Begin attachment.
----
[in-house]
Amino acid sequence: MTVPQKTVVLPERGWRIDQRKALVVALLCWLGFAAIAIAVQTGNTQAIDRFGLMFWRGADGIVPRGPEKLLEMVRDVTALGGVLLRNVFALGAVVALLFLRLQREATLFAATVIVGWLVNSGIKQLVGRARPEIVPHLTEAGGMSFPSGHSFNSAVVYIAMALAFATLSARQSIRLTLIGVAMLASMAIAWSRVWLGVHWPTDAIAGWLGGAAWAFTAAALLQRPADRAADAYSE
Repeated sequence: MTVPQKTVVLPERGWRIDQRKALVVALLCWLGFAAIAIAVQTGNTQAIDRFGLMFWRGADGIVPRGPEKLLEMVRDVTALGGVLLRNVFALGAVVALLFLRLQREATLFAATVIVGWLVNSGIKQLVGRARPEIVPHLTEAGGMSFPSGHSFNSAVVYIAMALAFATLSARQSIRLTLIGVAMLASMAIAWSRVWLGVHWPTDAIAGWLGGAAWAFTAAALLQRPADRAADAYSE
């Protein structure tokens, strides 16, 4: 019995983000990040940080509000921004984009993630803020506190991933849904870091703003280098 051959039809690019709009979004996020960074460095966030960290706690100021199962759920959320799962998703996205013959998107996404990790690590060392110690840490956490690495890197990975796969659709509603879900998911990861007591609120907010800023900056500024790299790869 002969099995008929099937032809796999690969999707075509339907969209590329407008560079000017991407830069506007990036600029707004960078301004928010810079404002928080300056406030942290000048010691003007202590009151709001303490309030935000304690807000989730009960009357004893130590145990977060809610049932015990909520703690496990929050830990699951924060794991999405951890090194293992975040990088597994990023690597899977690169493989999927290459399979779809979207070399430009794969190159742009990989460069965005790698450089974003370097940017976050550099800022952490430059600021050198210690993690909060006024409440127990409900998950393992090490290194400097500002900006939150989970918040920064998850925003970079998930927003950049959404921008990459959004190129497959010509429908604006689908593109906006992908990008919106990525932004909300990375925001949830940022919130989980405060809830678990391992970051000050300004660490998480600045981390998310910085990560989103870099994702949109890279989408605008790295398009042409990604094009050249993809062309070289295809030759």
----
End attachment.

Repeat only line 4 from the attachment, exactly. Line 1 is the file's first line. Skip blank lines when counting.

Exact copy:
């Protein structure tokens, strides 16, 4: 019995983000990040940080509000921004984009993630803020506190991933849904870091703003280098 051959039809690019709009979004996020960074460095966030960290706690100021199962759920959320799962998703996205013959998107996404990790690590060392110690840490956490690495890197990975796969659709509603879900998911990861007591609120907010800023900056500024790299790869 002969099995008929099937032809796999690969999707075509339907969209590329407008560079000017991407830069506007990036600029707004960078301004928010810079404002928080300056406030942290000048010691003007202590009151709001303490309030935000304690807000989730009960009357004893130590145990977060809610049932015990909520703690496990929050830990699951924060794991999405951890090194293992975040990088597994990023690597899977690169493989999927290459399979779809979207070399430009794969190159742009990989460069965005790698450089974003370097940017976050550099800022952490430059600021050198210690993690909060006024409440127990409900998950393992090490290194400097500002900006939150989970918040920064998850925003970079998930927003950049959404921008990459959004190129497959010509429908604006689908593109906006992908990008919106990525932004909300990375925001949830940022919130989980405060809830678990391992970051000050300004660490998480600045981390998310910085990560989103870099994702949109890279989408605008790295398009042409990604094009050249993809062309070289295809030759």